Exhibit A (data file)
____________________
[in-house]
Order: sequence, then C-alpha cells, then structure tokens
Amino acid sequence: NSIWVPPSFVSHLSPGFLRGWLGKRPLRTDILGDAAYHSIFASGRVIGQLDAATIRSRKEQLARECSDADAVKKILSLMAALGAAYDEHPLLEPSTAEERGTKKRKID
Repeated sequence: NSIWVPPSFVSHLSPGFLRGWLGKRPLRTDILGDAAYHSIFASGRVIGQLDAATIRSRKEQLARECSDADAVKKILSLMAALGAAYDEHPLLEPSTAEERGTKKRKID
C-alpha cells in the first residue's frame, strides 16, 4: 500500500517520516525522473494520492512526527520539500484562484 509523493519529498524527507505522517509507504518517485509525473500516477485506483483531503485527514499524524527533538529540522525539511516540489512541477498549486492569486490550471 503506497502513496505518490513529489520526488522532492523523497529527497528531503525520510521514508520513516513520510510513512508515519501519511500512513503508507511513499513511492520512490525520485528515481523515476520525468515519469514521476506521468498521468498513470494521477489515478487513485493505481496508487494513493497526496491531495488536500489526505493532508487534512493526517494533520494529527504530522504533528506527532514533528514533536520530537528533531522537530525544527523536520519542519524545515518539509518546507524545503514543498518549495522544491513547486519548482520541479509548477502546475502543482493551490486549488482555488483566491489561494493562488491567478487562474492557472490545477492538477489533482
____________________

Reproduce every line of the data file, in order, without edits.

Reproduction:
[in-house]
Order: sequence, then C-alpha cells, then structure tokens
Amino acid sequence: NSIWVPPSFVSHLSPGFLRGWLGKRPLRTDILGDAAYHSIFASGRVIGQLDAATIRSRKEQLARECSDADAVKKILSLMAALGAAYDEHPLLEPSTAEERGTKKRKID
Repeated sequence: NSIWVPPSFVSHLSPGFLRGWLGKRPLRTDILGDAAYHSIFASGRVIGQLDAATIRSRKEQLARECSDADAVKKILSLMAALGAAYDEHPLLEPSTAEERGTKKRKID
C-alpha cells in the first residue's frame, strides 16, 4: 500500500517520516525522473494520492512526527520539500484562484 509523493519529498524527507505522517509507504518517485509525473500516477485506483483531503485527514499524524527533538529540522525539511516540489512541477498549486492569486490550471 503506497502513496505518490513529489520526488522532492523523497529527497528531503525520510521514508520513516513520510510513512508515519501519511500512513503508507511513499513511492520512490525520485528515481523515476520525468515519469514521476506521468498521468498513470494521477489515478487513485493505481496508487494513493497526496491531495488536500489526505493532508487534512493526517494533520494529527504530522504533528506527532514533528514533536520530537528533531522537530525544527523536520519542519524545515518539509518546507524545503514543498518549495522544491513547486519548482520541479509548477502546475502543482493551490486549488482555488483566491489561494493562488491567478487562474492557472490545477492538477489533482